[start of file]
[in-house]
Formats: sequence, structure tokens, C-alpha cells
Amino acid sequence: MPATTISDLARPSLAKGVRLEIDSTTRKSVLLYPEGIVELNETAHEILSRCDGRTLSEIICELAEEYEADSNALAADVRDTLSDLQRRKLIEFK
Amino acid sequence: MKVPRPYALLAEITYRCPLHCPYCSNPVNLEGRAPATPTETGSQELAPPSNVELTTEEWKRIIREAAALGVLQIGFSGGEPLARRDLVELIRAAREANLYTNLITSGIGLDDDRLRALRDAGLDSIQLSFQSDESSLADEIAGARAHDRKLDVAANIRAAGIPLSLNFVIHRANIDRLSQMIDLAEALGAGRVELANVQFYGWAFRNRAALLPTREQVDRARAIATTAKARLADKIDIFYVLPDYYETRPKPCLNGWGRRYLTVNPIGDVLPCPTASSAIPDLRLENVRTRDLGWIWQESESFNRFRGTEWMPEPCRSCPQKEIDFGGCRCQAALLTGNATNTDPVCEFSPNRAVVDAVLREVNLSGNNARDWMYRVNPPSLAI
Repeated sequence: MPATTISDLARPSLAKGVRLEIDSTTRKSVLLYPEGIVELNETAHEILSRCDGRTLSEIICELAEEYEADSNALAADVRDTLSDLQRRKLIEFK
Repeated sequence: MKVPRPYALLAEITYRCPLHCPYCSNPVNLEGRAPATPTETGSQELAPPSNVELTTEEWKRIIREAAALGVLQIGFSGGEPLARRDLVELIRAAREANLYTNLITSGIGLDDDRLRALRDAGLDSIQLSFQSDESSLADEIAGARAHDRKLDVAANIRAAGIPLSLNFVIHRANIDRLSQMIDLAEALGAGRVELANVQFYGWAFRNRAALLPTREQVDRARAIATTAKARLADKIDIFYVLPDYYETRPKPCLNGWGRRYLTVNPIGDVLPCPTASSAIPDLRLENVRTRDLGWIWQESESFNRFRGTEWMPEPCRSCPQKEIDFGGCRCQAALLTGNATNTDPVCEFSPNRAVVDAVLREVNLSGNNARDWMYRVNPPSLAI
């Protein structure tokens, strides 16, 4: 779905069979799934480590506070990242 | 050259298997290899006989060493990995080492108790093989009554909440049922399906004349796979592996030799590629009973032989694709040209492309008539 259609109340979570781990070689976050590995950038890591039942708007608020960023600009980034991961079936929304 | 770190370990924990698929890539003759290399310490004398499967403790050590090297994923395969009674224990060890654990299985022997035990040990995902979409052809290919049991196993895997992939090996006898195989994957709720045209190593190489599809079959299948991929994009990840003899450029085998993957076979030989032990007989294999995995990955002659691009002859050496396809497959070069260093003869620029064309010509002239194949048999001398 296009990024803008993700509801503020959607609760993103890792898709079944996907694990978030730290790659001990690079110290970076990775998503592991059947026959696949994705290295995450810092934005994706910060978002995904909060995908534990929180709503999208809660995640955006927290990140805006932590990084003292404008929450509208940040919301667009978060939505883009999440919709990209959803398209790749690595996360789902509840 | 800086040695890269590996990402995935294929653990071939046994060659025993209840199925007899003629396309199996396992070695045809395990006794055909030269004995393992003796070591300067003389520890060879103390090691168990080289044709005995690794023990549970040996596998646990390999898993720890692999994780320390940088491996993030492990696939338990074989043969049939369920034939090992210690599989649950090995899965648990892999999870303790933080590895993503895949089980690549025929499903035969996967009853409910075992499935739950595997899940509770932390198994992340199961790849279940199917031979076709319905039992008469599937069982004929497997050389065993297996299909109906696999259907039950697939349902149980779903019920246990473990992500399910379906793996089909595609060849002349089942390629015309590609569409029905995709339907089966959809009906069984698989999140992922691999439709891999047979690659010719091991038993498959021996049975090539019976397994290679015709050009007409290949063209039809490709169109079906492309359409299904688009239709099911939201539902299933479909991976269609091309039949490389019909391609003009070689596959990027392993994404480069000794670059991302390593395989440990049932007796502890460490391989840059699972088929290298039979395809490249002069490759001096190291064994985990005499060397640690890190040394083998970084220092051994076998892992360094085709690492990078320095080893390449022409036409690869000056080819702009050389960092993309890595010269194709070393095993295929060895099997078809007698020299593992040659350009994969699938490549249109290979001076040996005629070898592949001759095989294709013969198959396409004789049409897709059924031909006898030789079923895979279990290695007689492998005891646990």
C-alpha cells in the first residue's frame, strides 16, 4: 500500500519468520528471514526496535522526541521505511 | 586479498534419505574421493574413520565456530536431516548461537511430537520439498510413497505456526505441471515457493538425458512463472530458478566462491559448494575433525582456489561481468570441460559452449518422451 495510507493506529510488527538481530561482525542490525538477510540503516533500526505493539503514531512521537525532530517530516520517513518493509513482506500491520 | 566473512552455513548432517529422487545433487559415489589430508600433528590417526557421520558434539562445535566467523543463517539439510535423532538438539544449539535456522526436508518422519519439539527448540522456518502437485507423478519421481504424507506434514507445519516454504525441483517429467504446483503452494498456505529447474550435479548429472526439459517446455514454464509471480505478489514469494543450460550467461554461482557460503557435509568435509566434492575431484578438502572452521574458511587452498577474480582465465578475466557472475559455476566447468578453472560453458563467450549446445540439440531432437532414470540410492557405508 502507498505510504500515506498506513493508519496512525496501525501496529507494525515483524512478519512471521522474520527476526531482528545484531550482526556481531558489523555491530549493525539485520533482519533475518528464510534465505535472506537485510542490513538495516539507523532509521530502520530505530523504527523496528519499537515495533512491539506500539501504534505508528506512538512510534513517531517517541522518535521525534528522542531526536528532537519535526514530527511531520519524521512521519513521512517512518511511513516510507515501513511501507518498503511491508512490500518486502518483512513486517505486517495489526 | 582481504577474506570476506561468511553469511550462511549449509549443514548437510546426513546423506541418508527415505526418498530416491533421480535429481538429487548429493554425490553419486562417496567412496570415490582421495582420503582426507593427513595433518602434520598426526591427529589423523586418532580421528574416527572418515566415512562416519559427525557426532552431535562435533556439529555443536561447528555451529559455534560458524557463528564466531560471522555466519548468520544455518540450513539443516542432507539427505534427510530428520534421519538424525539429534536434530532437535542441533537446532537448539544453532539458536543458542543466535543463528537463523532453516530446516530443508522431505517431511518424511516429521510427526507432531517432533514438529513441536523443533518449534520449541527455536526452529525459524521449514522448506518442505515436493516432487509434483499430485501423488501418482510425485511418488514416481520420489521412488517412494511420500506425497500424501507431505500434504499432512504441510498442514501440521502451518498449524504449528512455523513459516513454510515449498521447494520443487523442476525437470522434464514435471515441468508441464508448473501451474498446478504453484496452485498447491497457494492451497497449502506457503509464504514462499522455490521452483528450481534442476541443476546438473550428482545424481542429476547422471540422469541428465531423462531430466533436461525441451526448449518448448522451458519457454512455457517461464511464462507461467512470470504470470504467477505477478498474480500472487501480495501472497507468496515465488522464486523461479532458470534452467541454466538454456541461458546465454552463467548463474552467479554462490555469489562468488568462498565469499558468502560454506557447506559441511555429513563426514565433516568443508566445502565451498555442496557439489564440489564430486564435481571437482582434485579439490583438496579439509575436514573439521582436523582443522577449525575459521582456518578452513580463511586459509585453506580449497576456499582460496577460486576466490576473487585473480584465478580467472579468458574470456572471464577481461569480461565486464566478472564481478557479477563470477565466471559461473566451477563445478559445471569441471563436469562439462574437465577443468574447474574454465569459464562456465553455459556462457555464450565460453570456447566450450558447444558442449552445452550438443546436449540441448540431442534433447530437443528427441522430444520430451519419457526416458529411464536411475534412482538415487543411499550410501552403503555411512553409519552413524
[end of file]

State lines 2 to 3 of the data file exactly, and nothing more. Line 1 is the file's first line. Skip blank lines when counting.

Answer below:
Formats: sequence, structure tokens, C-alpha cells
Amino acid sequence: MPATTISDLARPSLAKGVRLEIDSTTRKSVLLYPEGIVELNETAHEILSRCDGRTLSEIICELAEEYEADSNALAADVRDTLSDLQRRKLIEFK